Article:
NEW YORK: The S&P 500 flitted between positive and negative territory yesterday afternoon but was well above its session low after testimonies to US Congress from trade and central bank officials as well as President Donald Trump’s former lawyer brought few surprises.
US trade representative Robert Lighthizer told a congressional hearing the United States and China still had hard work ahead to settle their trade dispute in his first public comments since Trump announced a delay to Chinese import tariffs on Sunday.
Federal Reserve Chair Jerome Powell told Congress the central bank would stop shrinking its $4 trillion balance sheet this year, ending a process investors say is at cross-purposes with its current pause on interest rate hikes.
The S&P drifted gradually higher after hitting a session low around 10.30am and swerved in and out of positive territory in afternoon trading.
“The two things that have been market drivers have been central bank policy and trade negotiations. Two of the most important guys in those areas testified today. When they said reasonable and measured things, (stocks) recovered,” said Brian Battle, director of trading at Performance Trust Capital Partners in Chicago.
Also yesterday, Trump’s former lawyer Michael Cohen called the president a “conman” but said he had no direct evidence Trump colluded with Moscow to bolster his White House campaign ahead of the 2016 election.
“Most people were expecting some kind of bombshell out of Cohen’s testimony. The naysayers didn’t get what they wanted so the market recovered,” said Brian Belski, chief investment strategist at BMO Capital Markets in New York.
Belski also saw India-Pakistan tensions as a support for US assets as investors sought safer alternatives to emerging markets.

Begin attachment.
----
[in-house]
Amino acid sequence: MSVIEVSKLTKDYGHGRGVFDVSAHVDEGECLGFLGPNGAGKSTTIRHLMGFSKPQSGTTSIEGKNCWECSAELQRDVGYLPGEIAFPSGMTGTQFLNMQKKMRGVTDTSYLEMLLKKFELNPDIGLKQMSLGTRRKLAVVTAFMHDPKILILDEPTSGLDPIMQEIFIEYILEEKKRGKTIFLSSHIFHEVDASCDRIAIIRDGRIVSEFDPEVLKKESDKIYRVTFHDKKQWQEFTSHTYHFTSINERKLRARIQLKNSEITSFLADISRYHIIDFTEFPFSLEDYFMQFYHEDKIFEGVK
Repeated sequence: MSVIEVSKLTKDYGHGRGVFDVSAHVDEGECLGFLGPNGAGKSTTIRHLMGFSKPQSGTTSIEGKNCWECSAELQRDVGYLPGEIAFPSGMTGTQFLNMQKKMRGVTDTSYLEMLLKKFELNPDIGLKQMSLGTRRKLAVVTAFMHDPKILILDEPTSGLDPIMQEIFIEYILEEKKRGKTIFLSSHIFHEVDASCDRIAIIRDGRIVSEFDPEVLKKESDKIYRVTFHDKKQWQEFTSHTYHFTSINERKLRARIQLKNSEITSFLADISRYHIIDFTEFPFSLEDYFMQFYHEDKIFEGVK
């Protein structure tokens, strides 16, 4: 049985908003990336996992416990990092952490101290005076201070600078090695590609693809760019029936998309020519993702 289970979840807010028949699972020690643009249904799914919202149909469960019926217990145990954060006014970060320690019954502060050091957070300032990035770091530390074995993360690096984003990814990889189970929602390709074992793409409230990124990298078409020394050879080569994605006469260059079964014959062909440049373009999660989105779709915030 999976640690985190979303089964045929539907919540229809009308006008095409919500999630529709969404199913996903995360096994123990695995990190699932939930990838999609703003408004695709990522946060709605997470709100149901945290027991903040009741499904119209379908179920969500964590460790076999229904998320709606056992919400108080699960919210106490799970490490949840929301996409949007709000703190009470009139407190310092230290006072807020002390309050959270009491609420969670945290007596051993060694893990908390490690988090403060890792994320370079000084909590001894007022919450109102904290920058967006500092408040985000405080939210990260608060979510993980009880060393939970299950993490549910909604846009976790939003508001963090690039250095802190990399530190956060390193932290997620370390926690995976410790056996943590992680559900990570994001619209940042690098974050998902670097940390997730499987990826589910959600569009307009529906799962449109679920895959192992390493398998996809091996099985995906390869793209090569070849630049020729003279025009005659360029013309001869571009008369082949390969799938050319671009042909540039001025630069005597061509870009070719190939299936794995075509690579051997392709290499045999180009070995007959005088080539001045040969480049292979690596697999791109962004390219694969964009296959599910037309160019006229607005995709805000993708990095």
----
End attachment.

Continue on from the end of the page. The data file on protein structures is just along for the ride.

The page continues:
At 3.09pm, the Dow Jones Industrial Average fell 52.09 points, or 0.2%, to 26,005.89, the S&P 500 lost 0.27 points, or 0.01 percent, to 2,793.63 and the Nasdaq Composite added 6.87 points, or 0.09 percent, to 7,556.17.
Optimism on trade and Fed policy have boosted equities from December lows in recent weeks, with the S&P 500 index roughly 5 per cent below its record closing high hit in late September.
Of the 11 major S&P sectors, six were trading lower with the healthcare index weighing the most. Shares of health insurers and pharmacy benefit managers slipped after pharma executive comments on Tuesday at a Senate hearing and the introduction of a bill aimed at moving all Americans into a government health insurance programme.
Also dragging on the sector was a 14.5 per cent drop in shares of Mylan NV after the generic drugmaker missed quarterly profit estimates and forecast weak 2019 earnings.
However, losses on the S&P 500 were limited as a rise in oil prices boosted the energy sector, which rose 0.8 per cent.
Best Buy Co Inc jumped 15.7 per cent after the consumer electronics retailer beat analysts’ estimates for quarterly same-store sales, while announcing a hike in dividend and a plan to buy back shares
Declining issues outnumbered advancing ones on the NYSE by a 1.05-to-1 ratio; on Nasdaq, a 1.13-to-1 ratio favoured advancers.
The S&P 500 posted 22 new 52-week highs and 4 new lows; the Nasdaq Composite recorded 54 new highs and 27 new lows. — Reuters